Arts & CultureCampus & City

2018 Fringe Review: Die-Nasty

The YEG-centric improv show takes risks and is wildly entertaining as a result

Do the gods walk among us? If we’re talking about Edmonton’s improv gods, then no, they don’t. They’re too busy doing Die-Nasty at the Varscona Theatre for the Fringe.

If you haven’t heard of Die-Nasty before, then I have the pleasure to inform you that that silly downtown mural does not accurately describe “the most Edmonton thing you can do.” Going to the Fringe to see Die-Nasty is the most Edmonton thing you can do. It’s simply a YEG institution. Although there’s lots of greying hair and balding heads at the Varscona when Die-Nasty is on, it’s still wildly entertaining for members of Generation Z and Millenials who have their heartbeat synced up to Edmonton’s pulse.

The format has characters briefly introducing themselves off the top. On Wednesday night we saw Jesse Gervais as Don Iveson, Louise Lambert and Belinda Cornish as classically trained British Actresses, Jason Hardwick as Lost L’il Fringer, Shannon Blanchet as Rachel Notley, Mark Meer as a zombie stage director, and so many more memorable characters. After the intros are complete, the characters are unleashed into Die-Nasty’s own version of the Fringe Festival onstage. The director unites the cast in developing memorable and hilarious antics for your viewing pleasure.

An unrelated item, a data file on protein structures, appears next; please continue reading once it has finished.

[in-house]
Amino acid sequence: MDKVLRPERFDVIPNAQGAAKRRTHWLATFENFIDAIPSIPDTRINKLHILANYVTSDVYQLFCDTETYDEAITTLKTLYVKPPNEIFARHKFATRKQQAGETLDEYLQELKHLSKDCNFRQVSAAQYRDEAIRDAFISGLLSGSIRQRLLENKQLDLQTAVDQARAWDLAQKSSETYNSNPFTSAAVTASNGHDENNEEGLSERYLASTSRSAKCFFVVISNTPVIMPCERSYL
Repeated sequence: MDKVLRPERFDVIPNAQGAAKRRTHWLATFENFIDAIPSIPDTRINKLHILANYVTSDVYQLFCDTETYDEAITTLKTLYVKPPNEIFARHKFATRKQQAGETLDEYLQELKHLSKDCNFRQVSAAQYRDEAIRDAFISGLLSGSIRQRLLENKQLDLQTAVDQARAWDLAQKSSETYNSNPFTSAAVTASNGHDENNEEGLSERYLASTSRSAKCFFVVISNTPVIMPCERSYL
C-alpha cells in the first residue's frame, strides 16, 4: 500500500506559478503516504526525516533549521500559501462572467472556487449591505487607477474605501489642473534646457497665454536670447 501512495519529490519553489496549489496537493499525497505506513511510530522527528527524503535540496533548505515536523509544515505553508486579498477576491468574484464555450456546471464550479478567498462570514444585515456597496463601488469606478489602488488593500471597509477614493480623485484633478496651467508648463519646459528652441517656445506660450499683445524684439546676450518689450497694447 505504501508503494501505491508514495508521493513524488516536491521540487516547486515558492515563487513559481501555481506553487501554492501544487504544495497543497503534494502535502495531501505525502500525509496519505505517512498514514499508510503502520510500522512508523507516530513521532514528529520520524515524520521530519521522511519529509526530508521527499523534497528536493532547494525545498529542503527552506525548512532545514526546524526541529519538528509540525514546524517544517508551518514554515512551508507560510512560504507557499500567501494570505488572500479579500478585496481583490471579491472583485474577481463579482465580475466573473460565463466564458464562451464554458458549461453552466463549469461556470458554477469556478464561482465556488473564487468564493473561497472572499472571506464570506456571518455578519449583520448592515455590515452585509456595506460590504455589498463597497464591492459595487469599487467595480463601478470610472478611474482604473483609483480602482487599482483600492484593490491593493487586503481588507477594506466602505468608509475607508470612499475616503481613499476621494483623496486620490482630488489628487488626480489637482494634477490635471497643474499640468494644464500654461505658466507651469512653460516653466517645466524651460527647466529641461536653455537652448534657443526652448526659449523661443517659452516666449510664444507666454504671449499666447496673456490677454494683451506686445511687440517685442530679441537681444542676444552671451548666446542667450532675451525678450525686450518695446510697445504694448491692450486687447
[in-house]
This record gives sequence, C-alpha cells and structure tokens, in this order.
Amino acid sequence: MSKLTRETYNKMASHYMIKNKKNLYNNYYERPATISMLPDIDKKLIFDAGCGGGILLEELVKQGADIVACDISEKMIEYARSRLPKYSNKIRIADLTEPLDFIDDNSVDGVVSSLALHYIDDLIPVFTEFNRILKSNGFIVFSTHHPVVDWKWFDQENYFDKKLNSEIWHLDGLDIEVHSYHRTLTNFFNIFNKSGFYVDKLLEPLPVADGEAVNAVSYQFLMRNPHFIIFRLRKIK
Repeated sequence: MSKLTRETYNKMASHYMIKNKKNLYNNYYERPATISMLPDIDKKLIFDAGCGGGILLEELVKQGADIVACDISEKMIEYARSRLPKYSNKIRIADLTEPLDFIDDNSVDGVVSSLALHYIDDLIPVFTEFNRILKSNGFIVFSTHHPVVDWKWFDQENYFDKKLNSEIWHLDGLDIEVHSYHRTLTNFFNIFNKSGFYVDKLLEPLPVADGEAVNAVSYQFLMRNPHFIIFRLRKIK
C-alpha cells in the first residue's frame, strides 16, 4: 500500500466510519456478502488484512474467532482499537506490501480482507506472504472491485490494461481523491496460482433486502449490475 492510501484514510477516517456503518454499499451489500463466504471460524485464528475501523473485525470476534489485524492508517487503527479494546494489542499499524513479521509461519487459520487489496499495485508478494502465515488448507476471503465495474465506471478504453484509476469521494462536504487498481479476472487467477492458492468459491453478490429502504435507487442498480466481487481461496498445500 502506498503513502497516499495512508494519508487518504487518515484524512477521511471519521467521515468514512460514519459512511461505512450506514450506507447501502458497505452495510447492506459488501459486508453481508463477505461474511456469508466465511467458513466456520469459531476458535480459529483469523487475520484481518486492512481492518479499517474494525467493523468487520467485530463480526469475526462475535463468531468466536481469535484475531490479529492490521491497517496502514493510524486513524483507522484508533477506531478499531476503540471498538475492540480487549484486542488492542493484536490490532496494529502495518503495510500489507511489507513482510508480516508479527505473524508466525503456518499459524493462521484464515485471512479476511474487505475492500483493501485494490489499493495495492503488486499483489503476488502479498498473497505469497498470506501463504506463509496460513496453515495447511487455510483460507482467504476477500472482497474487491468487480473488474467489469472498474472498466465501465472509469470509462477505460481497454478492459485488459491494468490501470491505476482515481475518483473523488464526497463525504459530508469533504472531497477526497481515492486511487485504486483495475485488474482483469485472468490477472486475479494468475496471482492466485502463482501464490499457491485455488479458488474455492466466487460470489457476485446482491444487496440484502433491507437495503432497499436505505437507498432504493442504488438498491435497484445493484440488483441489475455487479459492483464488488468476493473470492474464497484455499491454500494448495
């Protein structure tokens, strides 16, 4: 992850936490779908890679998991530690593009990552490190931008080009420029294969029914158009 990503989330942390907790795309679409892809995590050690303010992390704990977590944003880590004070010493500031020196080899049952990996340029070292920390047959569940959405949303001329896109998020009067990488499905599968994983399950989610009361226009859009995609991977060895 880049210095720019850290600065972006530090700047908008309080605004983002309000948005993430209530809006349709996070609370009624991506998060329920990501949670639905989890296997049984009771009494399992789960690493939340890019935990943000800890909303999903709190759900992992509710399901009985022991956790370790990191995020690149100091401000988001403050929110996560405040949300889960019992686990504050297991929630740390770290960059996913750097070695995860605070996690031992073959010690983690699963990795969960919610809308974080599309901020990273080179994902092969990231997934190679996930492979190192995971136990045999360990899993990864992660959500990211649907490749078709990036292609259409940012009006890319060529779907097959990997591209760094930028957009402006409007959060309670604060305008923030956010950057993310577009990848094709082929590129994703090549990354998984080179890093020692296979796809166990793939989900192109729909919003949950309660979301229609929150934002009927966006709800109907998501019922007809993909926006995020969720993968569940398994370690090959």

The show wasn’t afraid to get political, with Blanchet’s Notley joking about sinking ships (and then screaming at the audience to “get out and f***ing vote”). It wasn’t afraid to be a little dumb, like when Lost L’il Fringer shared some unprofound poop jokes. It wasn’t afraid to be obtuse, exemplified by Cornish and Lambert lusting over a zombie stage manager.

Generally, Die-Nasty wasn’t afraid of taking a risk, and that’s the most Edmonton thing you can do, outside of going to this show. So please go, it’s worth the $15 ticket price.

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